Speed cameras often get a bad rap, with media focusing on how much money is generated, rather how many lives they save.
However, there has been significant investment into safety camera technologies thanks to compelling evidence of their success in reducing speeding and preventing deaths and serious injuries on our roads.
Well-designed evaluations of speed cameras are important to understand their effectiveness. For example, the latest review of the New South Wales (NSW) camera program showed a 40% reduction in casualty crashes compared to the five years prior to the installation of static speed cameras[i]. At the same time there has been a 23% reduction in casualty crashes across the network (which is amazing in itself!). This means that speed cameras reduced casualty crashes by 17% in the locations they were installed. This equates to over $500 million in social cost savings to the community. These figures are more impressive when you consider there was a 24% increase in traffic volumes across NSW over the same period.
[i] For more information, see https://roadsafety.transport.nsw.gov.au/speeding/speedcameras/2020-review.html
The ACT speed camera program, which included a mix of static and point-to-point (average speed) cameras, achieved an average 25% reduction in all reported crashes[i]. This is the equivalent of preventing 69 crashes each year and $1.3M in social cost savings. These savings are significant compared to the relatively low cost of implementing speed camera systems. In Victoria, the social cost savings exceeded the cost of camera operations by 45 times[ii].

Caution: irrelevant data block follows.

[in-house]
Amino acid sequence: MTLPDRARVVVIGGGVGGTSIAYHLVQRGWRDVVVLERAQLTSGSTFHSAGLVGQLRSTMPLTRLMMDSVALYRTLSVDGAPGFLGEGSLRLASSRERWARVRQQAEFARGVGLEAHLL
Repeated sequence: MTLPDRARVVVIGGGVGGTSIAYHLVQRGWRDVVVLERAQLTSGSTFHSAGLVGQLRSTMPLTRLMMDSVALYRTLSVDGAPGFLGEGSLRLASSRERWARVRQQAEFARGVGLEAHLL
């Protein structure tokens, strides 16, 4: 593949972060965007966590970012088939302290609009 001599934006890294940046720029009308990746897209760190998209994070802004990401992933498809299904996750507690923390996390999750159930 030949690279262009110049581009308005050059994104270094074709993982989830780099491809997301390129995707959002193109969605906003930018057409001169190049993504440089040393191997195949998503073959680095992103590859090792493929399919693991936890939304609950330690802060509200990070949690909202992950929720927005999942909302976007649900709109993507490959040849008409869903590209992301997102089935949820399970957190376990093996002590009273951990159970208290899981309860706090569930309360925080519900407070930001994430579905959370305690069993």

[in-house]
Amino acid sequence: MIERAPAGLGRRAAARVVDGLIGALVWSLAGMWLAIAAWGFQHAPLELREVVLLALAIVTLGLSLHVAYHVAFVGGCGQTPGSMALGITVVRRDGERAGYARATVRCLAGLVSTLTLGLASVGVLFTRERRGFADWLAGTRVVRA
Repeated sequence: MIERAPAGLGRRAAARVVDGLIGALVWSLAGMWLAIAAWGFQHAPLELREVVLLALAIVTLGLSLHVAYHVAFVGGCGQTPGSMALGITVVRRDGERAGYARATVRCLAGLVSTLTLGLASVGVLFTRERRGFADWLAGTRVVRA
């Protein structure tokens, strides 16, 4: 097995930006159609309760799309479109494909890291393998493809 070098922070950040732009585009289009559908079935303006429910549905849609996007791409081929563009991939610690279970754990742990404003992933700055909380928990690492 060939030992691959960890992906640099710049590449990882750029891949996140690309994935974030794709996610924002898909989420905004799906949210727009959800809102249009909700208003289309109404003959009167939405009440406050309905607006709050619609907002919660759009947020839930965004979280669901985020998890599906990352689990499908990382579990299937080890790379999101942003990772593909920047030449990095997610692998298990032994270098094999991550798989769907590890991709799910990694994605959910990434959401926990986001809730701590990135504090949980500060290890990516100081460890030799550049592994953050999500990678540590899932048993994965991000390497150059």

Speed cameras encourage safer driving by penalising speed drivers; however education and awareness are also important. Most Australian state-level camera programs focus on raising awareness through public education campaigns. The NSW Wales mobile camera system claims to be the most transparent system in Australia, with warning signs posted before, at and after mobile camera sites. All speed camera locations are publicised on a public website and the public can also nominate new locations for cameras. This change resulted from a community outcry over a sharp increase in revenue from speed fines after signs were removed by the previous government.
Being transparent about how revenue from speed cameras is spent is also critical to community acceptance. In most Australian jurisdictions, this revenue is directed into road safety funds to pay for initiatives including infrastructure improvements, education campaigns and community grants. The NSW state government conducts an annual review of speed camera programs to find sites that are ineffective of reducing crashes. Poor-performing sites are then removed, regardless of how much revenue they are generating.
At a time when speed limits are changing around New Zealand, enforcement is increasingly necessary to fully realise the benefits of these reduced speed limits. We should take learnings from programs from across the Tasman so that we too can see the benefits of speed camera technologies in achieving Road to Zero.
[i] For more information, see https://www.cityservices.act.gov.au/__data/assets/pdf_file/0005/1686317/2018_Report_Evaluation_of_the_ACT_Road_Safety_Camera_Program_.pdf
[ii] For more information, see https://acrs.org.au/files/papers/arsc/2021/Increasing%20the%20effectiveness%20of%20mobile%20speed%20cameras%20on%20rural%20roads%20in%20Victoria%20based%20on%20crash%20reductions%20from%20operations%20in%20Queensland.pdf